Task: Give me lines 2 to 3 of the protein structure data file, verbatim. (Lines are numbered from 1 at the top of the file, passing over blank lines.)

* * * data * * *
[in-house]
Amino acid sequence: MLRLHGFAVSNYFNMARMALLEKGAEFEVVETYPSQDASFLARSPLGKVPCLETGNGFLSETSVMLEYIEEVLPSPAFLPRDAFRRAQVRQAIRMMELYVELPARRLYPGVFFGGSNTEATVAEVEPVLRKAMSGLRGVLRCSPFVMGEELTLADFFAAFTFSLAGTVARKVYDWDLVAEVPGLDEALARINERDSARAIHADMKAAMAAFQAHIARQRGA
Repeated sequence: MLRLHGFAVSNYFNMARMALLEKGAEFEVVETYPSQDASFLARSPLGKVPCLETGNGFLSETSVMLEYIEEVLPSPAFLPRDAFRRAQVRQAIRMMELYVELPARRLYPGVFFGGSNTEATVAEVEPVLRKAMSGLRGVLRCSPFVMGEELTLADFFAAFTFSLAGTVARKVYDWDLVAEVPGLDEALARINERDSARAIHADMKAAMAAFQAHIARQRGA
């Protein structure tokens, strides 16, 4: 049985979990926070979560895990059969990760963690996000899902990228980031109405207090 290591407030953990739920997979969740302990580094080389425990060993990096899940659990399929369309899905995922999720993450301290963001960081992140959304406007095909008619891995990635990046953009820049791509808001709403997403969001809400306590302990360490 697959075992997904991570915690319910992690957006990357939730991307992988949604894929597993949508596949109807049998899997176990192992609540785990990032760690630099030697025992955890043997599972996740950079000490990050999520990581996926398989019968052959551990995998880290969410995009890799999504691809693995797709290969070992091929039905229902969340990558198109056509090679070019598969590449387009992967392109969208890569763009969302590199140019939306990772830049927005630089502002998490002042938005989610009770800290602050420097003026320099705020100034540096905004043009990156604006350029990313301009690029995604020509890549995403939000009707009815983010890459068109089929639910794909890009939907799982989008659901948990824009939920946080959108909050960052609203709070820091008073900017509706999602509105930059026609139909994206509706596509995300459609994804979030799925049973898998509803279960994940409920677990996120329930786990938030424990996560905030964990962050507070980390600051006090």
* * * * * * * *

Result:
Amino acid sequence: MLRLHGFAVSNYFNMARMALLEKGAEFEVVETYPSQDASFLARSPLGKVPCLETGNGFLSETSVMLEYIEEVLPSPAFLPRDAFRRAQVRQAIRMMELYVELPARRLYPGVFFGGSNTEATVAEVEPVLRKAMSGLRGVLRCSPFVMGEELTLADFFAAFTFSLAGTVARKVYDWDLVAEVPGLDEALARINERDSARAIHADMKAAMAAFQAHIARQRGA
Repeated sequence: MLRLHGFAVSNYFNMARMALLEKGAEFEVVETYPSQDASFLARSPLGKVPCLETGNGFLSETSVMLEYIEEVLPSPAFLPRDAFRRAQVRQAIRMMELYVELPARRLYPGVFFGGSNTEATVAEVEPVLRKAMSGLRGVLRCSPFVMGEELTLADFFAAFTFSLAGTVARKVYDWDLVAEVPGLDEALARINERDSARAIHADMKAAMAAFQAHIARQRGA